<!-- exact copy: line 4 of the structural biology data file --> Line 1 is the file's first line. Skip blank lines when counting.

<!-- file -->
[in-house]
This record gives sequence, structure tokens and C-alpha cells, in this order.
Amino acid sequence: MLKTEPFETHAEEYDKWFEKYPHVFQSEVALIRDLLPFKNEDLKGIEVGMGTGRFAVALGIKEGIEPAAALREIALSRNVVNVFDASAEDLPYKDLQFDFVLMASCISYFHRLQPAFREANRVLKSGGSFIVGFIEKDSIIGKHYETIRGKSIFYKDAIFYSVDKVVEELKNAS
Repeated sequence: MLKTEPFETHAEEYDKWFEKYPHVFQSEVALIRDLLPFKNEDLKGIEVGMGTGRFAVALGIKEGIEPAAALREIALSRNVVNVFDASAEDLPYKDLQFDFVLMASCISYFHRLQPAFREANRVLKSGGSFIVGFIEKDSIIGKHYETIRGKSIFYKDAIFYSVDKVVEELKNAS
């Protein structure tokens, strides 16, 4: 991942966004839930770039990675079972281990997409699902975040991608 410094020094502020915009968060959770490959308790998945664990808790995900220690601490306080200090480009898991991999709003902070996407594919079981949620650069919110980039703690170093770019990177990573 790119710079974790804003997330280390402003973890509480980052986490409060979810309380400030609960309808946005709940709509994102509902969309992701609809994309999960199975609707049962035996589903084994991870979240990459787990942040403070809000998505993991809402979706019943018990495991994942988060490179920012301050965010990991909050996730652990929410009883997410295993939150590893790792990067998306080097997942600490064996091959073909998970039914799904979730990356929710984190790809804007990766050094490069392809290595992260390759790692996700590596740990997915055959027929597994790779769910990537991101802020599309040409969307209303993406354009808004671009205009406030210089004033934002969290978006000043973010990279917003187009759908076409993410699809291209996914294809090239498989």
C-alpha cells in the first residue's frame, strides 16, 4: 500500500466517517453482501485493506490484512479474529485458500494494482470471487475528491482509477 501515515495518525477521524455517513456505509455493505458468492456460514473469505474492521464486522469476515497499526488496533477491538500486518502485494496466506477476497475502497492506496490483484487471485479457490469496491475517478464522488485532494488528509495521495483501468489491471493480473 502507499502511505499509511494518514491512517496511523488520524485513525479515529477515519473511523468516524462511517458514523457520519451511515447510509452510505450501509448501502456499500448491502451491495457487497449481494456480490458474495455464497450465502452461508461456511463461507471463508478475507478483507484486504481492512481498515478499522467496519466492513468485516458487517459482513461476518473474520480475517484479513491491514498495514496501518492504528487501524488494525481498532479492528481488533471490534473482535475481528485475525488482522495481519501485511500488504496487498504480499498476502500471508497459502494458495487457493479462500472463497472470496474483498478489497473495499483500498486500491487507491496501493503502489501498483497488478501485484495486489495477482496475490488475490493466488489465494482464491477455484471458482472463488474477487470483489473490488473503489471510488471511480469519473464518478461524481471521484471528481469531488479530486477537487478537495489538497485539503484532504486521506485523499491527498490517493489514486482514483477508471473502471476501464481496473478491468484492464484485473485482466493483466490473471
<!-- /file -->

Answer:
Repeated sequence: MLKTEPFETHAEEYDKWFEKYPHVFQSEVALIRDLLPFKNEDLKGIEVGMGTGRFAVALGIKEGIEPAAALREIALSRNVVNVFDASAEDLPYKDLQFDFVLMASCISYFHRLQPAFREANRVLKSGGSFIVGFIEKDSIIGKHYETIRGKSIFYKDAIFYSVDKVVEELKNAS